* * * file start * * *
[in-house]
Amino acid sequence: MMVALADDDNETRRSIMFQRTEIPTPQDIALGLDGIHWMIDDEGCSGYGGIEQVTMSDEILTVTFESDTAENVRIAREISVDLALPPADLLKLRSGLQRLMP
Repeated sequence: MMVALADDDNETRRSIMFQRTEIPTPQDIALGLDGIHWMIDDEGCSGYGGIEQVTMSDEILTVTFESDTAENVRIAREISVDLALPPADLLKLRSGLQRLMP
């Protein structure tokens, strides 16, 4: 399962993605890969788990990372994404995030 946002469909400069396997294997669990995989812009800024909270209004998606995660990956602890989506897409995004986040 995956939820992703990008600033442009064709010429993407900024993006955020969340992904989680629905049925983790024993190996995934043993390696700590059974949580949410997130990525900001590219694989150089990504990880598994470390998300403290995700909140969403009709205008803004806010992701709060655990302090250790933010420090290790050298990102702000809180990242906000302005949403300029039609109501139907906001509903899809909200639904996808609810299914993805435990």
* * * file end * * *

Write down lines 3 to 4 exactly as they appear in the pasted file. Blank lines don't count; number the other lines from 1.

Repeated sequence: MMVALADDDNETRRSIMFQRTEIPTPQDIALGLDGIHWMIDDEGCSGYGGIEQVTMSDEILTVTFESDTAENVRIAREISVDLALPPADLLKLRSGLQRLMP
């Protein structure tokens, strides 16, 4: 399962993605890969788990990372994404995030 946002469909400069396997294997669990995989812009800024909270209004998606995660990956602890989506897409995004986040 995956939820992703990008600033442009064709010429993407900024993006955020969340992904989680629905049925983790024993190996995934043993390696700590059974949580949410997130990525900001590219694989150089990504990880598994470390998300403290995700909140969403009709205008803004806010992701709060655990302090250790933010420090290790050298990102702000809180990242906000302005949403300029039609109501139907906001509903899809909200639904996808609810299914993805435990």